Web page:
‘Dragon Ball’ Creator, Akira Toriyama, Passes Away at 68

Children of Dragon Ball stand up!

March has brought incredibly sad news in the announcement of the passing of Akira Toriyama. Dragon Ball Z’s official X (formerly known as Twitter) account confirmed the news on Thursday.  

“We are deeply saddened to inform you that Manga creator Akira Toriyama passed away on March 1st due to acute subdural hematoma,” the post reads. An acute subdural hematoma is a condition where the blood collects between the skull and the surface of the brain.

Toriyama was only sixty-eight years old and was still actively working not just in the manga industry (on Dragon Ball Super illustrated by Toyotarou) but with animation projects like Dragon Ball Diama as well. The news shocked the world as Dragon Ball, Toriyama’s greatest series– is a globally loved, and the mangaka will be sorely missed.

I grew up with Dragon Ball (and Dragon Ball Z, GT, and all that came afterwards)  the latter’s manga and anime adaptation and spinoff series were some gateways into the world of Japanese anime for many of my generation. Son Goku is the Shonen grandpa like figure that inspired so many loved Shonen heroes like Naruto, Luffy, Ichigo and more that came after him. Goku is perhaps one of the recognizable anime characters of the more modern age and work he has been featured in contained multitudes: comedy, martial arts, action, adventures, and enough moments between comrades, families, and friends.

I may have grown up with Dragon Ball, but that iconic franchise is not where my interest in Akira Toriyama’s work ended. My high school library received funding that resulted in a huge new order of books that included manga and graphic novels–much to the glee of me and my fellow students. This is where I discovered the single volume of Sandland: a sort of apocalyptic setting with a ruined, wasteland Earth with desert galore and a demon’s son on an adventure with an unlikely trio. I remember really loving Toriyama’s art style and the appeal of a single contained story.

Dr. Slump – 1980 [via X @ToriyamaArts]

I also found a few volumes of Dr. Slump, Toriyama’s Robot girl hi-jinks, in an eighteen-volume series that was my first introduction to gag manga. To this day, Arale the child like robot is one of my favorite characters of all manga and anime. Whenever I think back to the shenanigans and the pure goofiness of the series it always awakens the joy and silliness of that time for me as a teenager when I first discovered it.

On the bluesky app, translator Zack Davisson translated One Piece author Eiichiro Oda’s statement regarding Toriyama’s death (originally posted by Oda to Shonen Jump) and reading through it I really felt the admiration that he had of Toriyama since he was a child:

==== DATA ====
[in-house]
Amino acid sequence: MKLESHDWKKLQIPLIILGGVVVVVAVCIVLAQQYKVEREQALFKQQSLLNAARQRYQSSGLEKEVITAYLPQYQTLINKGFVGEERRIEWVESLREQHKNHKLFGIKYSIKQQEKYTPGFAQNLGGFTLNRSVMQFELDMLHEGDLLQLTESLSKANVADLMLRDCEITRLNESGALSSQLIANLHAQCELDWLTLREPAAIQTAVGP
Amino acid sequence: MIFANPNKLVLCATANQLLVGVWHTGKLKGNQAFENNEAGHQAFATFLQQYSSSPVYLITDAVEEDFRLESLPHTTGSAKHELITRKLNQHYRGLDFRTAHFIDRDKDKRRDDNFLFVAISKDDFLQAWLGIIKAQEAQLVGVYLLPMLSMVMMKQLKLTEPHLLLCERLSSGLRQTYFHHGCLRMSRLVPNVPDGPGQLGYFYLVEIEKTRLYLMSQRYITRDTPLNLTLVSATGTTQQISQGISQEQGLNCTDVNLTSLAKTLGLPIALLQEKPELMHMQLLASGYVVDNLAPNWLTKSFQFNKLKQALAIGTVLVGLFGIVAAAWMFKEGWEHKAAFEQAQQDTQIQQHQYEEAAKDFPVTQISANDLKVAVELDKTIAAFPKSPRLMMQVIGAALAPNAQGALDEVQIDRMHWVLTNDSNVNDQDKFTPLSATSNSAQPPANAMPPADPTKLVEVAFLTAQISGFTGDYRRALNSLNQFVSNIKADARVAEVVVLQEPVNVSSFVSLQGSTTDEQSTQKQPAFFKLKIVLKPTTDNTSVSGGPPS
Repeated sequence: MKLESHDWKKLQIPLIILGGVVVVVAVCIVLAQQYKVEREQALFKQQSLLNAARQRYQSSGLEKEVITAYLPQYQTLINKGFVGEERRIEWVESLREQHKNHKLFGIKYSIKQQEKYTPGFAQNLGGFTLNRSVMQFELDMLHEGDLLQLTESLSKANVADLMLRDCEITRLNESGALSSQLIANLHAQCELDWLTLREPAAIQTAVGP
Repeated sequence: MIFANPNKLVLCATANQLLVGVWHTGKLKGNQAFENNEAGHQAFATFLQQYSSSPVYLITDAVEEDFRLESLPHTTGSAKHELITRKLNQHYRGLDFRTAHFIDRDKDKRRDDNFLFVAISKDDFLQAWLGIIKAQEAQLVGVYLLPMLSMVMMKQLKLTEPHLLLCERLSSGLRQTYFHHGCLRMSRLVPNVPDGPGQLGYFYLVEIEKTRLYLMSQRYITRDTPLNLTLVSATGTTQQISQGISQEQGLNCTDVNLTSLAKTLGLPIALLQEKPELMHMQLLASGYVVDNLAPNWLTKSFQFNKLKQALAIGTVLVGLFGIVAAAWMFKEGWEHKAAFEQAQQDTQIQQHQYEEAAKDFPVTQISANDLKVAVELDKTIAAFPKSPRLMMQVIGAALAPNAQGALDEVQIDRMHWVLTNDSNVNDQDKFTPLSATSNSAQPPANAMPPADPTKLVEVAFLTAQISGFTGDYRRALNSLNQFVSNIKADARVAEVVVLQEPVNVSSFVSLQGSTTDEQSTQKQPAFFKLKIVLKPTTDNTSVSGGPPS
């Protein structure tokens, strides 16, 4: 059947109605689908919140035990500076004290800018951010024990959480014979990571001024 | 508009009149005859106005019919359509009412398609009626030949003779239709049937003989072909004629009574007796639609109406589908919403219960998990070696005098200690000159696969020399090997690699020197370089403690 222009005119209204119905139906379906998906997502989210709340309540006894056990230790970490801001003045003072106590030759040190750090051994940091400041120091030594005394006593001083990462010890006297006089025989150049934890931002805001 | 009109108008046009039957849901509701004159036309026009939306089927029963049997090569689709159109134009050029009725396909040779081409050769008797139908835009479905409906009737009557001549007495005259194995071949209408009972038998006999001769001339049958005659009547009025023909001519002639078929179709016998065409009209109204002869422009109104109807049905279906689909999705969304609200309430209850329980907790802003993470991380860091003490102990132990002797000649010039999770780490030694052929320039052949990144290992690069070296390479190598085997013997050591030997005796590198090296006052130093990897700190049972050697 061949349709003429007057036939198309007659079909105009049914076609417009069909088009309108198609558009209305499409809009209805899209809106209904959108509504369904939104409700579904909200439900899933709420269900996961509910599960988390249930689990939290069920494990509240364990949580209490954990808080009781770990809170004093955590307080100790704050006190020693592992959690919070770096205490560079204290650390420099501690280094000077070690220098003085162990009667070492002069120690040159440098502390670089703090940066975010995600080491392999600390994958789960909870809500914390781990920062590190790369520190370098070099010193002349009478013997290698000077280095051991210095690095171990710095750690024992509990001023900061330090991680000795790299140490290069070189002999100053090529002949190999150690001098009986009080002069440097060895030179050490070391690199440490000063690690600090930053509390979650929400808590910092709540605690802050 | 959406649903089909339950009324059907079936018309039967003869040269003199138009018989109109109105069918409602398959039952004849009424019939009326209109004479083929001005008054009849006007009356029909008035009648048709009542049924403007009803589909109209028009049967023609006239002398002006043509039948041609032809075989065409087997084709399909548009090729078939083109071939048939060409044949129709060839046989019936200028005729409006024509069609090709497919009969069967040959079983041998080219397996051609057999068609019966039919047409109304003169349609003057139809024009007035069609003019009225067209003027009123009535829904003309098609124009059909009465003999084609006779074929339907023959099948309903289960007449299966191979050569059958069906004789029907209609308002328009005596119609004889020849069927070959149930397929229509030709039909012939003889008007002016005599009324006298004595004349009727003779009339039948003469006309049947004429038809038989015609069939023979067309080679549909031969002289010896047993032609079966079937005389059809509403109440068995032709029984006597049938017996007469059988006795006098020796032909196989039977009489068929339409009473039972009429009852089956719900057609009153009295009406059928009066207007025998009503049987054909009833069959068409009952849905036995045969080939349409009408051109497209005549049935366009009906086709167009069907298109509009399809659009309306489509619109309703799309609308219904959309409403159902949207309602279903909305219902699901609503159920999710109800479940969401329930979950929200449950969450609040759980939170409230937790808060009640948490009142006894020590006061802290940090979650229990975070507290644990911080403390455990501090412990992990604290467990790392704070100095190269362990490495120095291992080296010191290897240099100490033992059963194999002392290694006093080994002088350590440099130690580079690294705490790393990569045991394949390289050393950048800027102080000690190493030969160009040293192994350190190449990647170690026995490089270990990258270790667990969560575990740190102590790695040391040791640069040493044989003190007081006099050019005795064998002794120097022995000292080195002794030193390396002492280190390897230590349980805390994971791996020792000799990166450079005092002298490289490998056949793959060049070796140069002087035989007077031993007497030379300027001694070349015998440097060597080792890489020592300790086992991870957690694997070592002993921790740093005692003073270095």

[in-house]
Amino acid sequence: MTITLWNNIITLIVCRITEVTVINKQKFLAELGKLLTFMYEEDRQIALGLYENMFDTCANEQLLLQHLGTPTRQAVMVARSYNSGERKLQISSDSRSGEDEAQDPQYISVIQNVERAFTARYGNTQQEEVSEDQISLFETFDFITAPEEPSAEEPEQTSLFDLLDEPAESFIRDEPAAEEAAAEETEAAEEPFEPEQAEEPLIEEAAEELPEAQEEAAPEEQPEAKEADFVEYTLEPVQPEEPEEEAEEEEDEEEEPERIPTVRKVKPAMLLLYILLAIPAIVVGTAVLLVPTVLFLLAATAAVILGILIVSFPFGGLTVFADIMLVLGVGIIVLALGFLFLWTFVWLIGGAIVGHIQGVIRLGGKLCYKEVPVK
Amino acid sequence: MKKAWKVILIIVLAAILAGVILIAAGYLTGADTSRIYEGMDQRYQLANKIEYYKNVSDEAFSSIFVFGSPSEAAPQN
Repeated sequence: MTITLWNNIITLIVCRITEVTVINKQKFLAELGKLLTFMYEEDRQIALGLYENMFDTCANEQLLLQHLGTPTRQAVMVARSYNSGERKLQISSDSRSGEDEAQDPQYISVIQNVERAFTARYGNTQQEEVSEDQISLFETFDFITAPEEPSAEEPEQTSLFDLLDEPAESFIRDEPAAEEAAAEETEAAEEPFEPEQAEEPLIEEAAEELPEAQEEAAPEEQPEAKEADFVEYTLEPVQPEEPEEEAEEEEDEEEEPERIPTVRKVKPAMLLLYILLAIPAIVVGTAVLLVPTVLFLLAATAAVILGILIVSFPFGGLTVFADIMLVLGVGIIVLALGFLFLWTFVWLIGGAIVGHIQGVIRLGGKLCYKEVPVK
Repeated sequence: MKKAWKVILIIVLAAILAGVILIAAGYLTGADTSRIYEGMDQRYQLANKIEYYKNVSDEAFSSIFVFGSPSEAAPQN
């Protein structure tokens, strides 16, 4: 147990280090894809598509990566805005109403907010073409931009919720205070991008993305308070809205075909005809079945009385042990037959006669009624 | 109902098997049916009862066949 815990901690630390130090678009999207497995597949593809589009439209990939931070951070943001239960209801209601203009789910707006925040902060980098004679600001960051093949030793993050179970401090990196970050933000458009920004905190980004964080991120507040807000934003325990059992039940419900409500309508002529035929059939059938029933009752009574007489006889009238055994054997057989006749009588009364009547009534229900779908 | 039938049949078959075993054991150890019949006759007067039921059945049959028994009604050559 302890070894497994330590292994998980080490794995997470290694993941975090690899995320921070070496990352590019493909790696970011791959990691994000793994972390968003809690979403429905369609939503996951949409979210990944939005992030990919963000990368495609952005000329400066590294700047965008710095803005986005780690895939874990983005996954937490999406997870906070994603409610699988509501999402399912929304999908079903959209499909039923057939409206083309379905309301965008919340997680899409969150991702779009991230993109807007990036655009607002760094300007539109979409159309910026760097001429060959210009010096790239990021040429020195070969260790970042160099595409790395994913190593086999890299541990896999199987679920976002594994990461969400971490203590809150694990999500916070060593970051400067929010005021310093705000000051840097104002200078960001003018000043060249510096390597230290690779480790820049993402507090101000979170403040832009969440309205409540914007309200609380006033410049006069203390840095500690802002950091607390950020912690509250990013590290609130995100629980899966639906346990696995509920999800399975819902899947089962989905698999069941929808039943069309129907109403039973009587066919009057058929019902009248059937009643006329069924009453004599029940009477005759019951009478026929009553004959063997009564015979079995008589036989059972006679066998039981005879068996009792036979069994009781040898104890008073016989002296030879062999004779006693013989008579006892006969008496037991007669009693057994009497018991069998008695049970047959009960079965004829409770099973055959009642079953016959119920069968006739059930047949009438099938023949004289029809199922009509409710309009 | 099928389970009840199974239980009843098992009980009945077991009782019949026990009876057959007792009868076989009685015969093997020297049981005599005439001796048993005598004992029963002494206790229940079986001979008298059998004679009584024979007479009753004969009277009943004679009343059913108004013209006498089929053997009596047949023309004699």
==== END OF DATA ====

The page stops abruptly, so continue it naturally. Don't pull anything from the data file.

“I have admired him so much since I was a child, so I remember the day he called me by name for the first time. On the way home, he used the word ‘friend’ for us.”  Reading through the statement, Oda mentions that Dragon Ball influenced so many creatives, not just manga artists. The manga artist also mentioned that Toriyama helped “…create a world where adults and children alike could read and enjoy manga.”

I thought about my own connection to Toriyama–sure I hadn’t really interacted with much Dragon Ball media in recent months, but I have a nephew, Kayden, who has. He’s turning thirteen this year and was raised on the adventures of Goku and friends. His dad, my big brother, asked me where to purchase some anime graphic tees online, and I directed him to a few places where he gladly bought some Dragon Ball Z shirts for his son. When I talked on the phone with my brother earlier this week, he exclaimed that the only thing that his son wants to read is manga right now (that was me at the age too) and his small, but growing manga library only contains Toriyama’s work.

The last time the kid was at my home, he carefully explained Dragon Ball Super’s timeline and big events and even humored me when I asked him if Janet, Pan’s teacher, was Piccolo’s love interest. Thinking back to this encounter, I thought perhaps we are all children of Dragon Ball–me and my brothers and cousins and all the kids we went to school with who chatted up the manga, the anime and the video games during our school time hours. And this newer generation–the kids of today like my nephew who is going to eighth grade next year, probably wearing his Dragon Ball Z shirts if he can still fit them next year.

Today, I’ve discovered some surprising and heartfelt reveals: from learning that the JSL (Japanese Sign Language) sign for Dragon Ball is apparently a kamehameha gesture to an older otaku reminding us of Osamu Tezuka’s (the father or grandfather of the medium of manga) high praise of Toriyama’s work. Reading through tribute after tribute made me realize that we are all children of Dragon Ball and children of Akira Toriyama’s incredible talent that inspired us to search for what it was that made the adventure one to take on, and of course, the friends we made along the way. I think of Oda’s last words in his statement about the death of his sensei, his friend, Toriyama: “I hope that heaven will be as a delightful place as he imagined it.”

King Kai and Goku [Image via Fandom]

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  • Carrie McClain is writer, editor and media scholar. Other times she's known as a Starfleet Communications Officer, Comics Auntie, and Golden Saucer Frequenter. Nowadays you can usually find her avoiding Truck-kun and forgetting her magical girl transformation device. She/Her

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